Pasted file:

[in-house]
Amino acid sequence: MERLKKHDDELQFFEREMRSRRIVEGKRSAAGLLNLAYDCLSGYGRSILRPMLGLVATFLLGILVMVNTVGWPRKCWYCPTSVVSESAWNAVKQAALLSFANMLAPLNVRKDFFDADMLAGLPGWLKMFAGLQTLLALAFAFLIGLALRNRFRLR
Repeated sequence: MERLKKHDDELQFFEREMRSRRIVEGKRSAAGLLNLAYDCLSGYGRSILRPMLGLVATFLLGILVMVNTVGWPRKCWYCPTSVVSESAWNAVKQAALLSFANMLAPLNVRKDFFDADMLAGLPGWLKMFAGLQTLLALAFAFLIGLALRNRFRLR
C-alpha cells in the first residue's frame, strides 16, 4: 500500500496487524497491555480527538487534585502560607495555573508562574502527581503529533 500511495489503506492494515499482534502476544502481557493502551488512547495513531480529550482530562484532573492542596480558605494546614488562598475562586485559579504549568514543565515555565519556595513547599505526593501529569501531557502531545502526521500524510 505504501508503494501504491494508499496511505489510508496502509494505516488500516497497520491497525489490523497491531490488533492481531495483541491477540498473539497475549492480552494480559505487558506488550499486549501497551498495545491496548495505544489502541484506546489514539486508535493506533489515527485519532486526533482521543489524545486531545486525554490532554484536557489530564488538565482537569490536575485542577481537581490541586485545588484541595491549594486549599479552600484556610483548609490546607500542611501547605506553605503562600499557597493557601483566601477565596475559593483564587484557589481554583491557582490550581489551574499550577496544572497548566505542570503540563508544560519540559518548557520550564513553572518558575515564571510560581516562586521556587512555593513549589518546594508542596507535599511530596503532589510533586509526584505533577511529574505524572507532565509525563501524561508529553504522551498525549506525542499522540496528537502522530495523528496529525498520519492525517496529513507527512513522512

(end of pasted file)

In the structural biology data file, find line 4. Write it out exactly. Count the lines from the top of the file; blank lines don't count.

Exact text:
C-alpha cells in the first residue's frame, strides 16, 4: 500500500496487524497491555480527538487534585502560607495555573508562574502527581503529533 500511495489503506492494515499482534502476544502481557493502551488512547495513531480529550482530562484532573492542596480558605494546614488562598475562586485559579504549568514543565515555565519556595513547599505526593501529569501531557502531545502526521500524510 505504501508503494501504491494508499496511505489510508496502509494505516488500516497497520491497525489490523497491531490488533492481531495483541491477540498473539497475549492480552494480559505487558506488550499486549501497551498495545491496548495505544489502541484506546489514539486508535493506533489515527485519532486526533482521543489524545486531545486525554490532554484536557489530564488538565482537569490536575485542577481537581490541586485545588484541595491549594486549599479552600484556610483548609490546607500542611501547605506553605503562600499557597493557601483566601477565596475559593483564587484557589481554583491557582490550581489551574499550577496544572497548566505542570503540563508544560519540559518548557520550564513553572518558575515564571510560581516562586521556587512555593513549589518546594508542596507535599511530596503532589510533586509526584505533577511529574505524572507532565509525563501524561508529553504522551498525549506525542499522540496528537502522530495523528496529525498520519492525517496529513507527512513522512